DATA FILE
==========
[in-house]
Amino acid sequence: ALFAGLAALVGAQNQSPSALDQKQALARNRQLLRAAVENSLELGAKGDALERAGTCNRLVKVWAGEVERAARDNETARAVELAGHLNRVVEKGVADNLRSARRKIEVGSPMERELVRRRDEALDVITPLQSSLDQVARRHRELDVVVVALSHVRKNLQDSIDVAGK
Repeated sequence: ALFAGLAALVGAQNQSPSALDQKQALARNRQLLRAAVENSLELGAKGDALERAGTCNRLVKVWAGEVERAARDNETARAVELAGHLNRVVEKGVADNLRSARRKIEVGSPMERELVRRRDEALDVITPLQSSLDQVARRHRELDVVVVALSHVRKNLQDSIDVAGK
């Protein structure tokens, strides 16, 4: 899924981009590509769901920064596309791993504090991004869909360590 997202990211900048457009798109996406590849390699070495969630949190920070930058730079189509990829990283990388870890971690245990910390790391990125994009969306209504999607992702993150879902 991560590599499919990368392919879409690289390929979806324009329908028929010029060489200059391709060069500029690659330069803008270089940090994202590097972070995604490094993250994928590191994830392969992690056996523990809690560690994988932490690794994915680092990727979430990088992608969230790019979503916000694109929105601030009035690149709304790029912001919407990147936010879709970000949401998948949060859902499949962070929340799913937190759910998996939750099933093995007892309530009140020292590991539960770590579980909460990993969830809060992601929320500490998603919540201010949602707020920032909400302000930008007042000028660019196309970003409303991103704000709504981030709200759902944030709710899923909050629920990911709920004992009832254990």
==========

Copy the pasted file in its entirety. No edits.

[in-house]
Amino acid sequence: ALFAGLAALVGAQNQSPSALDQKQALARNRQLLRAAVENSLELGAKGDALERAGTCNRLVKVWAGEVERAARDNETARAVELAGHLNRVVEKGVADNLRSARRKIEVGSPMERELVRRRDEALDVITPLQSSLDQVARRHRELDVVVVALSHVRKNLQDSIDVAGK
Repeated sequence: ALFAGLAALVGAQNQSPSALDQKQALARNRQLLRAAVENSLELGAKGDALERAGTCNRLVKVWAGEVERAARDNETARAVELAGHLNRVVEKGVADNLRSARRKIEVGSPMERELVRRRDEALDVITPLQSSLDQVARRHRELDVVVVALSHVRKNLQDSIDVAGK
């Protein structure tokens, strides 16, 4: 899924981009590509769901920064596309791993504090991004869909360590 997202990211900048457009798109996406590849390699070495969630949190920070930058730079189509990829990283990388870890971690245990910390790391990125994009969306209504999607992702993150879902 991560590599499919990368392919879409690289390929979806324009329908028929010029060489200059391709060069500029690659330069803008270089940090994202590097972070995604490094993250994928590191994830392969992690056996523990809690560690994988932490690794994915680092990727979430990088992608969230790019979503916000694109929105601030009035690149709304790029912001919407990147936010879709970000949401998948949060859902499949962070929340799913937190759910998996939750099933093995007892309530009140020292590991539960770590579980909460990993969830809060992601929320500490998603919540201010949602707020920032909400302000930008007042000028660019196309970003409303991103704000709504981030709200759902944030709710899923909050629920990911709920004992009832254990």